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Tuesday, September 10, 2013

Retailing in America

18k gold green boulder opal and green garnet earrings
18k and 22k gold earrings with boulder opals and green garnets
Imagine you walk into a jewelry store on a Saturday looking for a pair of earrings as a gift.  You see a nice pair you like and they are priced at $1000.  You want to spend a couple of days thinking about it so you leave and come back the following Wednesday.  There are the same earrings only they are priced at $500.  Okay so the price of gold has not dropped 50% in those five days.  Actually it's gone up a little.  Not wanting to forgo the deal you pay for them right away, but don't take them home that day because you don't want them in the house until you're ready to give them as a gift so your wife is really surprised.  You come back on Friday to pick them up.  While they are bringing out your pair from the back, you see another pair just like them (no one said they were one of a kind so you're not surprised).  And there on the price tag is $450.  You don't know what to say, but you figure that maybe it's an error so you take your earrings home and give them to your wife.  The next day (Saturday) your wife goes into the jewelry store for a slight adjustment and she sees the exact same pair of earrings and they are marked at $1000.  She's impressed by your largesse and comes home to tell you how much she's impressed.  Surprised by this you run back down to the store and sure enough they are priced at $1000 again.

Okay now imagine another scenario (as usual I'm working my way up to a point so bear with me here).  You walk into a jewelry store and you see a lovely ring you want to give to your wife.  You ask how much it is and the clerk says $1200.  You say, okay that seems fair, but you point out to the clerk that the ring doesn't have a final polish on it.  The clerk looks at you and says, yes.  A final polish is $50 extra.  Well you can't buy the ring without a final polish so you say okay.  When the clerk comes back with the now polished ring, she asks if you'd like a box for it.  You say, of course I want a box for it.  The clerk brings out three boxes and says okay, you can have this cheap paper box for an extra $25, you can have this nice cardboard box for $50 or you can have the super duper wood box for $100.  You hem and haw.  After all the $1200 ring is now at least $1275 and possibly $1350, but you go for the midrange box.  Then the clerk looks at you and asks if you'd like gift wrapping on it and comes out with another range of wraps at assorted prices.  The same thing goes for a bag to put it all in.  By the time you come out of the store the $1200 ring has become a $1450 ring.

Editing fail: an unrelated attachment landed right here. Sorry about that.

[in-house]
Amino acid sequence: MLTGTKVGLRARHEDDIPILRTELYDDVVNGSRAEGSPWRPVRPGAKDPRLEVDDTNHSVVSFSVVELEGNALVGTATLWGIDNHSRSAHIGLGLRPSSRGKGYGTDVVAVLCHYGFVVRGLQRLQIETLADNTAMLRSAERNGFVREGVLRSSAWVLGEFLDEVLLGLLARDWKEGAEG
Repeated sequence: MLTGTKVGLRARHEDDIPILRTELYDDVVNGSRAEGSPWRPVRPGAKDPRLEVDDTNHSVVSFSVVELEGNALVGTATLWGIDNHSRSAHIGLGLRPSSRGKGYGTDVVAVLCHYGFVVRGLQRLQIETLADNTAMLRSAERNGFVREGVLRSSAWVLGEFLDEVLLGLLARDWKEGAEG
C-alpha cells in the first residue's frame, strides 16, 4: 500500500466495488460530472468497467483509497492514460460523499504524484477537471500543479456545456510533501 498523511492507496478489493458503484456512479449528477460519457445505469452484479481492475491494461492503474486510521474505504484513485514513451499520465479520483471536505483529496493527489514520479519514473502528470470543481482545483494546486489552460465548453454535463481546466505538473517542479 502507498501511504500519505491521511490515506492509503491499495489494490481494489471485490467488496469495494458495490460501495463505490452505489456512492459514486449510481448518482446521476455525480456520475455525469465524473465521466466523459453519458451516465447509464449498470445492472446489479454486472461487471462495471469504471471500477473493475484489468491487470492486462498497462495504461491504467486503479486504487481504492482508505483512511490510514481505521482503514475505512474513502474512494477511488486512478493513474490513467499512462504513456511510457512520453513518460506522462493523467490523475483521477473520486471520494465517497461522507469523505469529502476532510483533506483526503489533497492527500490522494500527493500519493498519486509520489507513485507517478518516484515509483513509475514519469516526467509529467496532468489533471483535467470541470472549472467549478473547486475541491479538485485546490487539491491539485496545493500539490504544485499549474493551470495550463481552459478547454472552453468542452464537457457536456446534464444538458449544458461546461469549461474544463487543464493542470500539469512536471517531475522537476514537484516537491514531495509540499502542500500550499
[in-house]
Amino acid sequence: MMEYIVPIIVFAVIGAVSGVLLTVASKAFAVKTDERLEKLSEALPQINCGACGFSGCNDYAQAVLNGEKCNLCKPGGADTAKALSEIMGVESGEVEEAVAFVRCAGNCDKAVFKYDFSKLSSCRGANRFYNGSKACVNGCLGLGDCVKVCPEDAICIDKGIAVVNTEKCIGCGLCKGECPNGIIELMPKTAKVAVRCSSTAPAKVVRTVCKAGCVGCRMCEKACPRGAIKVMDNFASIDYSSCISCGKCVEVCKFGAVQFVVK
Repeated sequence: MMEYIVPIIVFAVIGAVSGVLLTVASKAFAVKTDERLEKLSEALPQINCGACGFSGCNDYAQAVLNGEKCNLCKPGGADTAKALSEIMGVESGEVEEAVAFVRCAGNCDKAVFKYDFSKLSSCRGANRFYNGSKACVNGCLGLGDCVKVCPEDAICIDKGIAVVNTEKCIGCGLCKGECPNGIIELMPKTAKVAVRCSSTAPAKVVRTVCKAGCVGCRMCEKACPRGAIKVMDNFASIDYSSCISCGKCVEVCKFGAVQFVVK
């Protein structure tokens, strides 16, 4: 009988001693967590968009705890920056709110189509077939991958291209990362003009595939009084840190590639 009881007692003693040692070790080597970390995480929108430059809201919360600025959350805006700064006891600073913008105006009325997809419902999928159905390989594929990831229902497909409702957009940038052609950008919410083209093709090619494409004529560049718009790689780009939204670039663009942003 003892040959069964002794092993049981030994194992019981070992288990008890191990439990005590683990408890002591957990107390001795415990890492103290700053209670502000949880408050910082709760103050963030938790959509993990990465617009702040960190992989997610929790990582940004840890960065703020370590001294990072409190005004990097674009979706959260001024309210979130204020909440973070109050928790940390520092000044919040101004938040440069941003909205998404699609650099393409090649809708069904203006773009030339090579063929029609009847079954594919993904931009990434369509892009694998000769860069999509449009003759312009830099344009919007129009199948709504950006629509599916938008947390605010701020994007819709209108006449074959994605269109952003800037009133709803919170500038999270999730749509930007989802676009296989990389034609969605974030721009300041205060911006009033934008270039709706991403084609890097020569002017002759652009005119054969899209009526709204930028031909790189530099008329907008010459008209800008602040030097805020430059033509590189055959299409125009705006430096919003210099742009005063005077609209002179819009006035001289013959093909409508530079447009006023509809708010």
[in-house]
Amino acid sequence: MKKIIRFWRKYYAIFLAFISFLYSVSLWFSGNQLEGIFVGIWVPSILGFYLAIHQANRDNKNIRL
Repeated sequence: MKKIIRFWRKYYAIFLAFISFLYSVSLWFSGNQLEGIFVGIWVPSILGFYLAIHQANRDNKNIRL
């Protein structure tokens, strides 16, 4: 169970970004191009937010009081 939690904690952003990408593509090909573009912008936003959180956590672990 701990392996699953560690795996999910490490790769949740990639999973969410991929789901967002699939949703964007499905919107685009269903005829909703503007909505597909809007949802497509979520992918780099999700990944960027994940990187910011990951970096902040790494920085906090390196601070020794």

These things sound really pretty stupid don't they?  I mean why should the same pair of earrings cost more or less on a daily basis unless gold is really wildly fluctuating?  And why should you have to pay for a bunch of extras that really should be included in the total price to begin with?  Would you shop at a jewelry store that did these kinds of things?

My wife and I are trying to plan our upcoming trip to California in January (it will be our 25th wedding anniversary trip!) and we've started looking at airfares (I see a few of you have suddenly caught on to my scenarios here).  Late last week, on the same airline, we could have paid TWICE what we could get the tickets for yesterday (Monday).  That's double the price!  Nothing changed but the day.  Nothing.  Oil prices didn't go up or down. The world was no more nor less in a crisis mode than it was last week (or ever it seems).

But of course then we had to also go down the list of "extras" as well.  Did we want extra legroom (in my book that's an absolute necessity these days)?  Did we want early boarding?  Did we want to bring luggage with us?  Bring in carry on bags?  Were we aware of the surcharges for assorted things? So even that half the price figure we were looking at wasn't quite accurate (although it was still half the price of the higher ticket with the same extras). 

Why is it Americans are so willing to put up with this nonsense?  You wouldn't tolerate it in a jewelry store.  As a matter of fact you would be fuming.  You wouldn't tolerate it in a toy store.  But for some reason, in certain businesses, we happily go along with this madness.  I can't imagine putting my customers through that.  What ever happened to establishing a fair price for the value and sticking with it?  An occasional sale is fine.  Even, in the case of airlines, lowering the fares slightly on less desirable flights (the ones at 6 am that you need to get up at 3 am to get to on time), but basically charging the same until market conditions change in general (rising costs for aviation fuel, labor, etc.).  Just imagine a world like that where you might actually be able to budget things with some idea of realistic costs.

Unfortunately Americans are so into the "deal" and have become so fixated on always finding the lowest possible cost on everything that they feed this insanity all the time.  Regrettably this works in a negative way as it forces companies to find ways to reduce all their costs to the point that jobs go overseas, our money goes overseas and suddenly everyone is wondering why their pay is shrinking and they can't even afford those "bargain" airfares.  Perhaps it's time to just stop and look at what we do to ourselves with this kind of nonsense.  And demand more accountability and more sane pricing from the companies we buy from.  Okay that's my soapbox speech for the day.

At the top are some new earrings I just made up with boulder opals and tsavorite garnets.  Kady got a really good picture of the colors in the opals and yes they look just that beautiful! And trust me. No matter what day you come in to my shop to see them, they'll be the same price. 

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